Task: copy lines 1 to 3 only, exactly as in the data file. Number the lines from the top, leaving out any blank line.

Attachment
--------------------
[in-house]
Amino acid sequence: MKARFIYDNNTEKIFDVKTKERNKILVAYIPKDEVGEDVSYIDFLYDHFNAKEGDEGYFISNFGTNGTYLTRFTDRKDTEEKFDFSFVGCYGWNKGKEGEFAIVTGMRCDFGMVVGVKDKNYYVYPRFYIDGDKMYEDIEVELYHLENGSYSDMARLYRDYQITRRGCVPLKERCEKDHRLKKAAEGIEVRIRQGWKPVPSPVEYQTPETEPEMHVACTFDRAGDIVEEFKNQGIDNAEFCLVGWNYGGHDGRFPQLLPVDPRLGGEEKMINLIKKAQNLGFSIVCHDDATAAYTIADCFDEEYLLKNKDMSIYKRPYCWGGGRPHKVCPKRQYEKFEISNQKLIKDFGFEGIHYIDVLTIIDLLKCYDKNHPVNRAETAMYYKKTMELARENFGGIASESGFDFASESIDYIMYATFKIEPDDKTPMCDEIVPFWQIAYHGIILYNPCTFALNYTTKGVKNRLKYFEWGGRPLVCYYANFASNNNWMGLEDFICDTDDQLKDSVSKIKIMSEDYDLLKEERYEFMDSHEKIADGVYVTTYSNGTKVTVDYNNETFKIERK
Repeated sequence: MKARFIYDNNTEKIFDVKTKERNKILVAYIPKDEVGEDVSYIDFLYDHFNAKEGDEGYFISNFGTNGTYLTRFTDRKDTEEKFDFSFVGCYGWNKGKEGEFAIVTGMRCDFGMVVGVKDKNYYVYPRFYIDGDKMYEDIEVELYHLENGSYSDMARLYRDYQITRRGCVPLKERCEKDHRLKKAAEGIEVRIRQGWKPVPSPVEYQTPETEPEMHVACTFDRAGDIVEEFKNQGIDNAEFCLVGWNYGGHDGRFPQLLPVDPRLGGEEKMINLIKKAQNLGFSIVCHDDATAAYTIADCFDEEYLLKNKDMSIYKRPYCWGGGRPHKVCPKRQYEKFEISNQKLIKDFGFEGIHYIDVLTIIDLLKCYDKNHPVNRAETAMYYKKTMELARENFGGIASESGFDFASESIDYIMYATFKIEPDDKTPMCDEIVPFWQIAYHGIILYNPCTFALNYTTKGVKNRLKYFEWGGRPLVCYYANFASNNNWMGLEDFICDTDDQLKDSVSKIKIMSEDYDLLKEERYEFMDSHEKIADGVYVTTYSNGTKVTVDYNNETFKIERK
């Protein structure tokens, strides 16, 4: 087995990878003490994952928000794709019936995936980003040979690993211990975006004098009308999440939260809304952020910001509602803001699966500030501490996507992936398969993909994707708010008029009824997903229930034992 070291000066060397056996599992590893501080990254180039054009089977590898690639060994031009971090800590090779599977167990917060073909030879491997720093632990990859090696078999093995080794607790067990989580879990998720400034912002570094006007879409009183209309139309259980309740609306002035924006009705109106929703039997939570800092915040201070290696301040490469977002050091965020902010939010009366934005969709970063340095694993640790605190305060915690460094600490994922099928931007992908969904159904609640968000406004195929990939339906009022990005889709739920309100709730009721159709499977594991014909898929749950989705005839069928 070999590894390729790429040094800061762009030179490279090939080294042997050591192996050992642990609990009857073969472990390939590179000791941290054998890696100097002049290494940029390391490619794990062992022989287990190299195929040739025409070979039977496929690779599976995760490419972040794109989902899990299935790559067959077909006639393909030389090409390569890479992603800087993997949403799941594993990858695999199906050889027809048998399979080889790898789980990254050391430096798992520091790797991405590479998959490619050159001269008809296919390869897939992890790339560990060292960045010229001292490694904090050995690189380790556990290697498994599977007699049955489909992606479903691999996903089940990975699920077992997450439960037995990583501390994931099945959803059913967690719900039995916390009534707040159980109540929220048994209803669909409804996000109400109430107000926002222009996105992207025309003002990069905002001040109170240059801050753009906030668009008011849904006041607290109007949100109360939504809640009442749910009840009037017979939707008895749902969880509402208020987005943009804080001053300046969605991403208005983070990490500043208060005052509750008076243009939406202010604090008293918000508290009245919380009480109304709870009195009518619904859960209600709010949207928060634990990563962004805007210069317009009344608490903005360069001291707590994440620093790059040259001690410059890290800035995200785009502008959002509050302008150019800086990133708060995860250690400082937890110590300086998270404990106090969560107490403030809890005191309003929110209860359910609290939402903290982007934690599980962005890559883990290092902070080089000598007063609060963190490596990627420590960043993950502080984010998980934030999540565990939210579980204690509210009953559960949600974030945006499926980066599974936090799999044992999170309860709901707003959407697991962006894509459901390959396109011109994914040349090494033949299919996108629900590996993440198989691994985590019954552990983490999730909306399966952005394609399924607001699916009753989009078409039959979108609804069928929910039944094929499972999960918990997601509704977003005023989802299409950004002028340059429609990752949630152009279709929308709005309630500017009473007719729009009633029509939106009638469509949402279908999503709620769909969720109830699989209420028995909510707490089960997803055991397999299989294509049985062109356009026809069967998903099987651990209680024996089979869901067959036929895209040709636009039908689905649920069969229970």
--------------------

[in-house]
Amino acid sequence: MKARFIYDNNTEKIFDVKTKERNKILVAYIPKDEVGEDVSYIDFLYDHFNAKEGDEGYFISNFGTNGTYLTRFTDRKDTEEKFDFSFVGCYGWNKGKEGEFAIVTGMRCDFGMVVGVKDKNYYVYPRFYIDGDKMYEDIEVELYHLENGSYSDMARLYRDYQITRRGCVPLKERCEKDHRLKKAAEGIEVRIRQGWKPVPSPVEYQTPETEPEMHVACTFDRAGDIVEEFKNQGIDNAEFCLVGWNYGGHDGRFPQLLPVDPRLGGEEKMINLIKKAQNLGFSIVCHDDATAAYTIADCFDEEYLLKNKDMSIYKRPYCWGGGRPHKVCPKRQYEKFEISNQKLIKDFGFEGIHYIDVLTIIDLLKCYDKNHPVNRAETAMYYKKTMELARENFGGIASESGFDFASESIDYIMYATFKIEPDDKTPMCDEIVPFWQIAYHGIILYNPCTFALNYTTKGVKNRLKYFEWGGRPLVCYYANFASNNNWMGLEDFICDTDDQLKDSVSKIKIMSEDYDLLKEERYEFMDSHEKIADGVYVTTYSNGTKVTVDYNNETFKIERK
Repeated sequence: MKARFIYDNNTEKIFDVKTKERNKILVAYIPKDEVGEDVSYIDFLYDHFNAKEGDEGYFISNFGTNGTYLTRFTDRKDTEEKFDFSFVGCYGWNKGKEGEFAIVTGMRCDFGMVVGVKDKNYYVYPRFYIDGDKMYEDIEVELYHLENGSYSDMARLYRDYQITRRGCVPLKERCEKDHRLKKAAEGIEVRIRQGWKPVPSPVEYQTPETEPEMHVACTFDRAGDIVEEFKNQGIDNAEFCLVGWNYGGHDGRFPQLLPVDPRLGGEEKMINLIKKAQNLGFSIVCHDDATAAYTIADCFDEEYLLKNKDMSIYKRPYCWGGGRPHKVCPKRQYEKFEISNQKLIKDFGFEGIHYIDVLTIIDLLKCYDKNHPVNRAETAMYYKKTMELARENFGGIASESGFDFASESIDYIMYATFKIEPDDKTPMCDEIVPFWQIAYHGIILYNPCTFALNYTTKGVKNRLKYFEWGGRPLVCYYANFASNNNWMGLEDFICDTDDQLKDSVSKIKIMSEDYDLLKEERYEFMDSHEKIADGVYVTTYSNGTKVTVDYNNETFKIERK